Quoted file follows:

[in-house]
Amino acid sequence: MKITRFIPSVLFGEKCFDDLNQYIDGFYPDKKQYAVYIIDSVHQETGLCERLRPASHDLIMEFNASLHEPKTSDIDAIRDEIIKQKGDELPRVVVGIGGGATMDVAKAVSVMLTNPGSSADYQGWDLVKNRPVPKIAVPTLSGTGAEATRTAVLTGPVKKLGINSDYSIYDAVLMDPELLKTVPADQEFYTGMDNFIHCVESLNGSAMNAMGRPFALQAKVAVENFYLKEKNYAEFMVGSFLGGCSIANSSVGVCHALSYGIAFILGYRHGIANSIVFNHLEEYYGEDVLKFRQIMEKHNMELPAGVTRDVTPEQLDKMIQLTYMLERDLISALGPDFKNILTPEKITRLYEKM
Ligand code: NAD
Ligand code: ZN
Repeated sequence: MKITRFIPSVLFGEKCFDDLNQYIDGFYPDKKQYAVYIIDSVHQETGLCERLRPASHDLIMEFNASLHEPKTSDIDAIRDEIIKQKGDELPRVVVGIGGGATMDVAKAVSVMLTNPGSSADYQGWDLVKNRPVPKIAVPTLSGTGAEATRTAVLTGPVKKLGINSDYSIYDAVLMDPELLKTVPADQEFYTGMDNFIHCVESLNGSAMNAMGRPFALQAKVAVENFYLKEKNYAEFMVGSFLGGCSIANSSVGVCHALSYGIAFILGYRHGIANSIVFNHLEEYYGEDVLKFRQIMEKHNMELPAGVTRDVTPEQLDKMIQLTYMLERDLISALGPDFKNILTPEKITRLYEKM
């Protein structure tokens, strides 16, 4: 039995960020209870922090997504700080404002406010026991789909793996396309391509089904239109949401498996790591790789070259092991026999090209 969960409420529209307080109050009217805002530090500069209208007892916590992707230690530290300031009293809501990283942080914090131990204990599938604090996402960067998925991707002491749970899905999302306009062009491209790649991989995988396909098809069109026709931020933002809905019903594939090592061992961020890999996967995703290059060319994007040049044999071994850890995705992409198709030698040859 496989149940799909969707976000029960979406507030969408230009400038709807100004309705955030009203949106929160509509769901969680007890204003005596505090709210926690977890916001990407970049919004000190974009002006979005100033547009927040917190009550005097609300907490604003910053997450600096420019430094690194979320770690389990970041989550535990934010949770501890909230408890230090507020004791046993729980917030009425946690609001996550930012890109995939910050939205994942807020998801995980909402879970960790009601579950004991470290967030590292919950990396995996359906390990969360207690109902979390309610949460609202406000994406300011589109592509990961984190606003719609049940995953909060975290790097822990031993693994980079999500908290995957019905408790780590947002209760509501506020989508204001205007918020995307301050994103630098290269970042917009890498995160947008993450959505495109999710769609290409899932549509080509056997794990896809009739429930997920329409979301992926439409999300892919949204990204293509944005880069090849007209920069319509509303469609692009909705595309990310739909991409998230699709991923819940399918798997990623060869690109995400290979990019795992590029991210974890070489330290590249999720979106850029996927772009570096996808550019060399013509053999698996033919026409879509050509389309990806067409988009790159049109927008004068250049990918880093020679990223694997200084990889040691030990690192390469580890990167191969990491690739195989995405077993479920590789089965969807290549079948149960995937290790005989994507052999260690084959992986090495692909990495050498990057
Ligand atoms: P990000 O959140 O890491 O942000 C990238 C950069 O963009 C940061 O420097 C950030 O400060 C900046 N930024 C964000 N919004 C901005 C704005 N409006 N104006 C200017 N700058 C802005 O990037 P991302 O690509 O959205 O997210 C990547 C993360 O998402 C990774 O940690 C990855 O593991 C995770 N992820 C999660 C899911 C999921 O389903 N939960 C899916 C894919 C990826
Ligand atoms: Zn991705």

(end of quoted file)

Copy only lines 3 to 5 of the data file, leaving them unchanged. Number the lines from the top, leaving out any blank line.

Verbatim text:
Ligand code: NAD
Ligand code: ZN
Repeated sequence: MKITRFIPSVLFGEKCFDDLNQYIDGFYPDKKQYAVYIIDSVHQETGLCERLRPASHDLIMEFNASLHEPKTSDIDAIRDEIIKQKGDELPRVVVGIGGGATMDVAKAVSVMLTNPGSSADYQGWDLVKNRPVPKIAVPTLSGTGAEATRTAVLTGPVKKLGINSDYSIYDAVLMDPELLKTVPADQEFYTGMDNFIHCVESLNGSAMNAMGRPFALQAKVAVENFYLKEKNYAEFMVGSFLGGCSIANSSVGVCHALSYGIAFILGYRHGIANSIVFNHLEEYYGEDVLKFRQIMEKHNMELPAGVTRDVTPEQLDKMIQLTYMLERDLISALGPDFKNILTPEKITRLYEKM